The Edo State Governor, Mr. Godwin Obaseki, has said the commissioning of the 650,000bpd Dangote Refinery and Petrochemical plant, the world's largest single train refinery, has opened a new vista of opportunity for the nation’s economy, noting that the country can save over $3bn annually from the importation of petroleum products.
Speaking to journalists at the commissioning of the refinery, developed by Africa’s richest man, Aliko Dangote, Obaseki said the refinery is a game changer for Nigeria, hailing the genius, dexterity and inimitable entrepreneurial spirit of Alhaji Aliko Dangote.
The petroleum refinery with a capacity to process 650,000 barrels per day (bpd) is sitting on 2,635 hectares of land located in the Dangote Industries Free Zone in Ibeju-Lekki, Lagos, and will provide employment to over 100,000 persons.
He said, “Beyond the commissioning, the fact that we have finally got to the position where we can begin to refine products, particularly petrol and diesel locally is a breakthrough. What this means is that we will be saving up to 15 billion dollars in a year for not importing. That’s more than the amount we spend today on all our infrastructure, education, and health. That sort of money is coming back to the government for growth.
“But beyond it, there is the certainty of supply, and capacity to not only produce for your market but to be able to export to the rest of the continent. And not just importing the kind of products you used to import, you are now processing and refining better quality products of international standard.”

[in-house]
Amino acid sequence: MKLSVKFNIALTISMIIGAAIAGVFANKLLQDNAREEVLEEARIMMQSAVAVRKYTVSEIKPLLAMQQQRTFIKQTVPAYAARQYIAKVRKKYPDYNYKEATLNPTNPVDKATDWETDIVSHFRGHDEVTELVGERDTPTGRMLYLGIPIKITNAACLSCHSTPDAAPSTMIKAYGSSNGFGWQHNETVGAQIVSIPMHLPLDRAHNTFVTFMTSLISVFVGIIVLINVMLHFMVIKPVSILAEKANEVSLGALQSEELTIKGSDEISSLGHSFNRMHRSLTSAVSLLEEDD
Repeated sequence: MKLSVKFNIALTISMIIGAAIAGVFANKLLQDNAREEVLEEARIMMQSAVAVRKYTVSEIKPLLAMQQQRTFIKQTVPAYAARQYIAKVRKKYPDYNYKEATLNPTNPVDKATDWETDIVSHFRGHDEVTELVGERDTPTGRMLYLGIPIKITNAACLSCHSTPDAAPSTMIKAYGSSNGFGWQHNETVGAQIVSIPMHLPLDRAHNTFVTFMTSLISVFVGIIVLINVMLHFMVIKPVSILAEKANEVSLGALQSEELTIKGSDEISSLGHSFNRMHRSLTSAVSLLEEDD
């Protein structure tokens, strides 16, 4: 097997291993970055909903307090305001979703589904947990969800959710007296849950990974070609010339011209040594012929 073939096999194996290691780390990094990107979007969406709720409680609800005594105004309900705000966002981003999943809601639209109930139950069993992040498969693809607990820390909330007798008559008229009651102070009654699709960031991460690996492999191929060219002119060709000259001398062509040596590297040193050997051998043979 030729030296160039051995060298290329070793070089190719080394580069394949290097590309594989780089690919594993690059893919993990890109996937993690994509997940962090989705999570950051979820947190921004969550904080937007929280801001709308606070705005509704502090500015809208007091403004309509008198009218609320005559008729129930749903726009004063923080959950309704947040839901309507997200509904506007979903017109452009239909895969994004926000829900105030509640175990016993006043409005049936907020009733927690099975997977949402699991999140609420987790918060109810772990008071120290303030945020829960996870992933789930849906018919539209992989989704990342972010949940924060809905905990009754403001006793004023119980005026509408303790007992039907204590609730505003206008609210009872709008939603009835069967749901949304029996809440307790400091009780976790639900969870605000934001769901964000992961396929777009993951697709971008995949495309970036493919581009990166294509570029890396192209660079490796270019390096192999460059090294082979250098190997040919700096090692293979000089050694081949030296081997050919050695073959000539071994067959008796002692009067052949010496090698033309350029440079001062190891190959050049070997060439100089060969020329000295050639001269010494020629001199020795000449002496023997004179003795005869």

According to him, “Before now, the bulk of what we used to buy was low grade, so it affected our vehicles. The maintenance status of our vehicles was lower than anywhere else. Today, we are producing something that’s of international grade and you can now sell an end product.
“So, for me, this is the game changer for Nigeria because you don’t only save what you used to spend but are now given the capacity to earn more. So, you are saving and also earning more.”
The governor added, “Look at the other materials that will come out of the refinery, particularly, the petrochemical plants. I mean, everything up here is all plastic, all petrochemicals. That means we now have a base material to produce most of these things that we need for packaging, for equipment like everywhere else and that's a big export for us.”
Speaking on other opportunities for growth presented by the refinery, Obaseki noted, “The biggest challenge in Nigeria today is jobs for young people. Why haven’t we created the number of jobs that I think we should give our population size? Beyond just investing in a facility like this that creates direct jobs, the materials being produced here will now have what we call multiple effects on our own range of industries.
“If you are in the business of food processing, all your packaging materials in the past, you waited for it to be imported. Today, you can make those packaging materials here, which means that you can do more. And so what we see is that this is the lever you need for industrialization, for creating materials small businesses need to be efficient, to be competitive, and do their work.”